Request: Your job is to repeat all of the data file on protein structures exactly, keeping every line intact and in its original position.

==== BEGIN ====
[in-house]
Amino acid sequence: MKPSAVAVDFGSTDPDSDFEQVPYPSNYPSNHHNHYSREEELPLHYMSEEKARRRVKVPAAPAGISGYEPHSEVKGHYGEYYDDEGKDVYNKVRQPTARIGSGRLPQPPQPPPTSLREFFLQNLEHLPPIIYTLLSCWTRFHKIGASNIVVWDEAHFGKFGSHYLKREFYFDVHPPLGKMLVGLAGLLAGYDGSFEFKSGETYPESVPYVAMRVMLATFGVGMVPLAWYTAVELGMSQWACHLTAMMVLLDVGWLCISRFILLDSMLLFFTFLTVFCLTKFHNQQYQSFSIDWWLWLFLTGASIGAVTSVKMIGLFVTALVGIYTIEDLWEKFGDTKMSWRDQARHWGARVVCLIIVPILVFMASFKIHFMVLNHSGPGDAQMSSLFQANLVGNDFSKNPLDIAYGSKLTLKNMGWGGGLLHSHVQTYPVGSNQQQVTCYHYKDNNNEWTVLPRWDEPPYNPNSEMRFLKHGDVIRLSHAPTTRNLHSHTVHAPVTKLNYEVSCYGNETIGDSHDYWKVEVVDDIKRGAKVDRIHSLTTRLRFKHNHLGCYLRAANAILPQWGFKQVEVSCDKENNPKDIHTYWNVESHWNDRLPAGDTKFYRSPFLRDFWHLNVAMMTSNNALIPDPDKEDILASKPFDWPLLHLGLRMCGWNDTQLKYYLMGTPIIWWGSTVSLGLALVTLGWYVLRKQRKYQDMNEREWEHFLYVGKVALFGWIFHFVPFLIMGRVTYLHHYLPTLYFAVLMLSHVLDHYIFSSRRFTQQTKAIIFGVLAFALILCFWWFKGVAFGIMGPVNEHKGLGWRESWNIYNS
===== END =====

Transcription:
[in-house]
Amino acid sequence: MKPSAVAVDFGSTDPDSDFEQVPYPSNYPSNHHNHYSREEELPLHYMSEEKARRRVKVPAAPAGISGYEPHSEVKGHYGEYYDDEGKDVYNKVRQPTARIGSGRLPQPPQPPPTSLREFFLQNLEHLPPIIYTLLSCWTRFHKIGASNIVVWDEAHFGKFGSHYLKREFYFDVHPPLGKMLVGLAGLLAGYDGSFEFKSGETYPESVPYVAMRVMLATFGVGMVPLAWYTAVELGMSQWACHLTAMMVLLDVGWLCISRFILLDSMLLFFTFLTVFCLTKFHNQQYQSFSIDWWLWLFLTGASIGAVTSVKMIGLFVTALVGIYTIEDLWEKFGDTKMSWRDQARHWGARVVCLIIVPILVFMASFKIHFMVLNHSGPGDAQMSSLFQANLVGNDFSKNPLDIAYGSKLTLKNMGWGGGLLHSHVQTYPVGSNQQQVTCYHYKDNNNEWTVLPRWDEPPYNPNSEMRFLKHGDVIRLSHAPTTRNLHSHTVHAPVTKLNYEVSCYGNETIGDSHDYWKVEVVDDIKRGAKVDRIHSLTTRLRFKHNHLGCYLRAANAILPQWGFKQVEVSCDKENNPKDIHTYWNVESHWNDRLPAGDTKFYRSPFLRDFWHLNVAMMTSNNALIPDPDKEDILASKPFDWPLLHLGLRMCGWNDTQLKYYLMGTPIIWWGSTVSLGLALVTLGWYVLRKQRKYQDMNEREWEHFLYVGKVALFGWIFHFVPFLIMGRVTYLHHYLPTLYFAVLMLSHVLDHYIFSSRRFTQQTKAIIFGVLAFALILCFWWFKGVAFGIMGPVNEHKGLGWRESWNIYNS